follow-up: ↓ 10   Changed 4 years ago by mikehh

I agree with most of the comments related to floating point testing for equality - it is a very hazardous activity.

However, one of the main points of this ticket, was that we had a situation where the optimizing g++ compiler on a 32 bit platform, generated a different result, from the non-optimizing g++ compiler and from both the optimizing and non-optimizing gcc compiler and that an earlier version of that compiler did not, and furthermore, the problem did not occur on a 64 bit platform.

Is this a compiler bug, a parrot bug in which the later g++ compilers have more efficient optimizers, and where can this effect us in future.

Cheers, Michael (mikehh)

  Changed 4 years ago by bacek

Hello.

Just my $0.02. We should at least start with something like this - change 0.0 equality test to use epsilon value.

diff --git a/include/parrot/misc.h b/include/parrot/misc.h
index e81ff80..488739b 100644
--- a/include/parrot/misc.h
+++ b/include/parrot/misc.h
@@ -20,7 +20,8 @@
 
 #include "parrot/parrot.h"
 
-#define FLOAT_IS_ZERO(f) ((f) == 0.0)
+#include <float.h>
+#define FLOAT_IS_ZERO(f) (((f) <= DBL_EPSILON) && (f) >= -DBL_EPSILON )
 
 #ifndef PARROT_HAS_C99_SNPRINTF
 #  define snprintf Parrot_secret_snprintf
diff --git a/src/pmc/float.pmc b/src/pmc/float.pmc
index 55708a3..f265dd8 100644
--- a/src/pmc/float.pmc
+++ b/src/pmc/float.pmc
@@ -260,13 +260,13 @@ The C<cmp> operation.
 
     MULTI INTVAL cmp(Float value) {
         const FLOATVAL diff = SELF.get_number() - VTABLE_get_number(INTERP, value);
-        return diff > 0 ? 1 : diff < 0 ? -1 : 0;
+        return FLOAT_IS_ZERO(diff) ? 0 : diff < 0 ? -1 : 1;
     }
 
     MULTI INTVAL cmp(DEFAULT value) {
         const FLOATVAL diff =
                 SELF.get_number() - VTABLE_get_number(INTERP, value);
-        return diff > 0 ? 1 : diff < 0 ? -1 : 0;
+        return FLOAT_IS_ZERO(diff) ? 0 : diff < 0 ? -1 : 1;
     }
 
 /*
@@ -281,7 +281,7 @@ Returns the result of comparing the number with C<*value>.
 
     MULTI INTVAL cmp_num(Float value) {
         const FLOATVAL diff = SELF.get_number() - VTABLE_get_number(INTERP, value);
-        return diff > 0 ? 1 : diff < 0 ? -1 : 0;
+        return FLOAT_IS_ZERO(diff) ? 0 : diff < 0 ? -1 : 1;
     }
 
     MULTI INTVAL cmp_num(DEFAULT value) {
@@ -291,7 +291,7 @@ Returns the result of comparing the number with C<*value>.
         volatile FLOATVAL n1 = SELF.get_number();
         volatile FLOATVAL n2 = VTABLE_get_number(INTERP, value);
         const FLOATVAL diff = n1 - n2;
-        return diff > 0 ? 1 : diff < 0 ? -1 : 0;
+        return FLOAT_IS_ZERO(diff) ? 0 : diff < 0 ? -1 : 1;
     }
 
 /*

-- Bacek

in reply to: ↑ 8   Changed 4 years ago by doughera

Replying to mikehh:

I agree with most of the comments related to floating point testing for equality - it is a very hazardous activity.

Similarly, defining what parrot will and will not guarantee is also a very tricky activity.

However, one of the main points of this ticket, was that we had a situation where the optimizing g++ compiler on a 32 bit platform, generated a different result, from the non-optimizing g++ compiler and from both the optimizing and non-optimizing gcc compiler and that an earlier version of that compiler did not, and furthermore, the problem did not occur on a 64 bit platform. Is this a compiler bug, a parrot bug in which the later g++ compilers have more efficient optimizers, and where can this effect us in future.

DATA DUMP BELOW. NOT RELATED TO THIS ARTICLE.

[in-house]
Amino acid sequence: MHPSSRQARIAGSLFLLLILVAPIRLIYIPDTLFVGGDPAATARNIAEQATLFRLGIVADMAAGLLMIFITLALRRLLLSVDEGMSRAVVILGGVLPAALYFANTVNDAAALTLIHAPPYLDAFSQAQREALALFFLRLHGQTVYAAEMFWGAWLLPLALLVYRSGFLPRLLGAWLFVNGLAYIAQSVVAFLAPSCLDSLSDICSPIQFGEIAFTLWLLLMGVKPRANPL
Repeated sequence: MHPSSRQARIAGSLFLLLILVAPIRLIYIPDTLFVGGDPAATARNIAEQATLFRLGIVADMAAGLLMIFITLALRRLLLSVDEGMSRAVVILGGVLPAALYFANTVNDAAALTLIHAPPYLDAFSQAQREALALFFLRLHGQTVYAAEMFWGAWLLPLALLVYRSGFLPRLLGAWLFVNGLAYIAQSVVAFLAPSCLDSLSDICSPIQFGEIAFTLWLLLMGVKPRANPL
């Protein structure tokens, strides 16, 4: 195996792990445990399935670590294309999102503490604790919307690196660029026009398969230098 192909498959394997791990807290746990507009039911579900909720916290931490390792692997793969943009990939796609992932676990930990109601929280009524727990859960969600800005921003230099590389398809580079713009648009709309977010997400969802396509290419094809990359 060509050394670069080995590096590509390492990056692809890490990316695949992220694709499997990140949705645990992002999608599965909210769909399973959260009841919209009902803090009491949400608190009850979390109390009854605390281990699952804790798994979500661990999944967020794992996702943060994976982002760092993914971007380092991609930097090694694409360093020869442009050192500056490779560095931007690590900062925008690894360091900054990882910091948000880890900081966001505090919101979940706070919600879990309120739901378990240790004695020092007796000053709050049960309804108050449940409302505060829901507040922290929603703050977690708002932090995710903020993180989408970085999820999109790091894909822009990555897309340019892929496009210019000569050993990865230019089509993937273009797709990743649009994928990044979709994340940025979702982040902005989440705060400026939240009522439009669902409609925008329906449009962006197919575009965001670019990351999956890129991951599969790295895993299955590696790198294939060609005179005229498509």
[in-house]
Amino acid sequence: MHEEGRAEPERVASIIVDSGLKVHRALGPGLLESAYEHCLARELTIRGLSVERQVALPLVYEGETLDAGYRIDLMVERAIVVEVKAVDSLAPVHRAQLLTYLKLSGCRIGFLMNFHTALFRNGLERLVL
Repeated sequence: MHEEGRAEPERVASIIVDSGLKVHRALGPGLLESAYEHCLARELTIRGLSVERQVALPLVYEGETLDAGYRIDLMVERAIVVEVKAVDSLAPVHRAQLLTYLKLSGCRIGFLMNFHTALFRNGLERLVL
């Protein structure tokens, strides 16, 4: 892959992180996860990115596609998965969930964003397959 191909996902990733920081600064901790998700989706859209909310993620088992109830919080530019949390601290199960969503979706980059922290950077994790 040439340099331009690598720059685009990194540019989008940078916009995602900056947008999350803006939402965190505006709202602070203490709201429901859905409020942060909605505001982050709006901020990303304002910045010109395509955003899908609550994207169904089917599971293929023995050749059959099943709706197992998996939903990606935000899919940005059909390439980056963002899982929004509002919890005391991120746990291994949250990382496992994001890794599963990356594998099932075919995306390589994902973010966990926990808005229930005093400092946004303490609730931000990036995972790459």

I don't think it's a compiler bug. It's easy to imagine different versions of the compiler deciding to keep different items in registers. On x86 systems using the x87 coprocessor with the extended 80-bit precision, this can lead to the sort of problem you encountered. This does not affect x86_64 systems (nor SPARC nor PPC), since they don't use 80-bit extended precision registers for floating point.

I think it's an area where parrot's desired behavior hasn't been explicitly defined, so it's unclear whether the test, the pmc code, or both are in error.

Either choice can lead to surprises. For example, allowing the 80-bit registers led to the problem here. Not allowing 80-bit registers at all (gcc offers several ways to do this) might cause problems with external libraries that expect to use the 80-bit registers. (As just one example, a parrot-based program and an "equivalent" C program might no longer get the same answer. Perl 5 certainly has received a number of bug reports of just this sort.)

As a virtual machine that hopes to interact both with higher level languages and with external libraries, both choices are reasonable, but neither is ideal.

My personal bias is that the original test was in error -- parrot shouldn't make such promises of equality -- but it's also reasonable to take the opposite point of view.

  Changed 4 years ago by nwellnhof

Yes, this is a well-known issue with excess precision on x87, see  http://gcc.gnu.org/bugzilla/show_bug.cgi?id=323 for example.

Using SSE instead of x87 with "-msse2 -mfpmath=sse" should also do the trick.

  Changed 4 years ago by jkeenan

Is the issue reported in TT #1930 (a test failure on Darwin/PPC in t/op/number.t that appears only with --optimize) fundamentally the same as this one?

  Changed 3 years ago by jkeenan

  • component changed from none to build

  Changed 3 years ago by nwellnhof

FWIW, I added the -fexcess-precision=standard option supported by GCC >= 4.5 in d0fd13f.

  Changed 3 years ago by dukeleto

What needs to happen to close this ticket? Do we have a consensus?